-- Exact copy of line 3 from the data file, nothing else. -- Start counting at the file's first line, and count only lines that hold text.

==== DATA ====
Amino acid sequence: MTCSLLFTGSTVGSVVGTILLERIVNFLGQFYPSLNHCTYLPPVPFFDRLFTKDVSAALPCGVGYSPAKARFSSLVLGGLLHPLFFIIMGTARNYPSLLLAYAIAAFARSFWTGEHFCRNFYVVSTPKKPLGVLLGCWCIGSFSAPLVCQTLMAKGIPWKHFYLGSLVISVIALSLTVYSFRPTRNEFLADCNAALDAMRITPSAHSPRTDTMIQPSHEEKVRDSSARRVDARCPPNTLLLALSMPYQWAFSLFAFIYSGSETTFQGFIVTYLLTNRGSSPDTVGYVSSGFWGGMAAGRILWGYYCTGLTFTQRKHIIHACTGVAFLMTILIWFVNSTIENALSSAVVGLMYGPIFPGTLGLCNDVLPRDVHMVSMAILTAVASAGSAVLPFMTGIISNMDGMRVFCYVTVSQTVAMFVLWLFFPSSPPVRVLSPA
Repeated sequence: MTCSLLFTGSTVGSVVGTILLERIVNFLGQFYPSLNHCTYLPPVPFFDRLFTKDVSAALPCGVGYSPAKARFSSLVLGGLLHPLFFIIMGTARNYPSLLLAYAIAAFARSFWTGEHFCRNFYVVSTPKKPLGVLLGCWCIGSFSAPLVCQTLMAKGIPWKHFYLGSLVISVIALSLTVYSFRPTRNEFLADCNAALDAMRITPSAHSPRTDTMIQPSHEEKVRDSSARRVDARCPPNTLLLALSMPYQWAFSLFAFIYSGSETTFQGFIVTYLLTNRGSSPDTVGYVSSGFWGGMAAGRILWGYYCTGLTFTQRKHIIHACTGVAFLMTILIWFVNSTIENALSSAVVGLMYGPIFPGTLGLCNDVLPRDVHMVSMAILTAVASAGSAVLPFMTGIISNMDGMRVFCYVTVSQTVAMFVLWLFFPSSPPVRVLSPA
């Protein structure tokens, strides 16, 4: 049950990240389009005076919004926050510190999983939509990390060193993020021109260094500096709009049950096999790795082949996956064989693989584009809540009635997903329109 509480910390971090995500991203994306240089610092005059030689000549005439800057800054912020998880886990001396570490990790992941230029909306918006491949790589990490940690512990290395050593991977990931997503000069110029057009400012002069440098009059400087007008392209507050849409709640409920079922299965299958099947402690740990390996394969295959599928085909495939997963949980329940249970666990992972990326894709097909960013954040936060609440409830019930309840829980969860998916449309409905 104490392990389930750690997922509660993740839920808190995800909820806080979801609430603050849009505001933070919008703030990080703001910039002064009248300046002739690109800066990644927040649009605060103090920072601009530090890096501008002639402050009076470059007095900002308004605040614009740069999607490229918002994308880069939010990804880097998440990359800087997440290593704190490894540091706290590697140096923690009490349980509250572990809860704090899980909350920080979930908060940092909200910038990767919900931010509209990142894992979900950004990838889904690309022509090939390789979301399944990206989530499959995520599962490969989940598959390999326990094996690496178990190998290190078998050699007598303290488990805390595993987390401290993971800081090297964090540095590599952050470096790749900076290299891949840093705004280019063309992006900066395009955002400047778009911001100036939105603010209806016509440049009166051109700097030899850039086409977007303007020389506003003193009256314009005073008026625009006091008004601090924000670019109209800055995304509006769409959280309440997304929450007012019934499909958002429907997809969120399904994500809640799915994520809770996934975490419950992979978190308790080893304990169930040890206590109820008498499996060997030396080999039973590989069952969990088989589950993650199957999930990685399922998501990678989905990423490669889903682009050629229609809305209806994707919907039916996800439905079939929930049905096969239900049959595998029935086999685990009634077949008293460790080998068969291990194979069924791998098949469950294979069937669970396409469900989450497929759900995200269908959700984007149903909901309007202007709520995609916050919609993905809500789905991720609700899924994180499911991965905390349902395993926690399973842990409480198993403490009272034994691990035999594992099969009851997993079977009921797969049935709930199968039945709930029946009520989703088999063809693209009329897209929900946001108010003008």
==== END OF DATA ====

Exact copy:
């Protein structure tokens, strides 16, 4: 049950990240389009005076919004926050510190999983939509990390060193993020021109260094500096709009049950096999790795082949996956064989693989584009809540009635997903329109 509480910390971090995500991203994306240089610092005059030689000549005439800057800054912020998880886990001396570490990790992941230029909306918006491949790589990490940690512990290395050593991977990931997503000069110029057009400012002069440098009059400087007008392209507050849409709640409920079922299965299958099947402690740990390996394969295959599928085909495939997963949980329940249970666990992972990326894709097909960013954040936060609440409830019930309840829980969860998916449309409905 104490392990389930750690997922509660993740839920808190995800909820806080979801609430603050849009505001933070919008703030990080703001910039002064009248300046002739690109800066990644927040649009605060103090920072601009530090890096501008002639402050009076470059007095900002308004605040614009740069999607490229918002994308880069939010990804880097998440990359800087997440290593704190490894540091706290590697140096923690009490349980509250572990809860704090899980909350920080979930908060940092909200910038990767919900931010509209990142894992979900950004990838889904690309022509090939390789979301399944990206989530499959995520599962490969989940598959390999326990094996690496178990190998290190078998050699007598303290488990805390595993987390401290993971800081090297964090540095590599952050470096790749900076290299891949840093705004280019063309992006900066395009955002400047778009911001100036939105603010209806016509440049009166051109700097030899850039086409977007303007020389506003003193009256314009005073008026625009006091008004601090924000670019109209800055995304509006769409959280309440997304929450007012019934499909958002429907997809969120399904994500809640799915994520809770996934975490419950992979978190308790080893304990169930040890206590109820008498499996060997030396080999039973590989069952969990088989589950993650199957999930990685399922998501990678989905990423490669889903682009050629229609809305209806994707919907039916996800439905079939929930049905096969239900049959595998029935086999685990009634077949008293460790080998068969291990194979069924791998098949469950294979069937669970396409469900989450497929759900995200269908959700984007149903909901309007202007709520995609916050919609993905809500789905991720609700899924994180499911991965905390349902395993926690399973842990409480198993403490009272034994691990035999594992099969009851997993079977009921797969049935709930199968039945709930029946009520989703088999063809693209009329897209929900946001108010003008």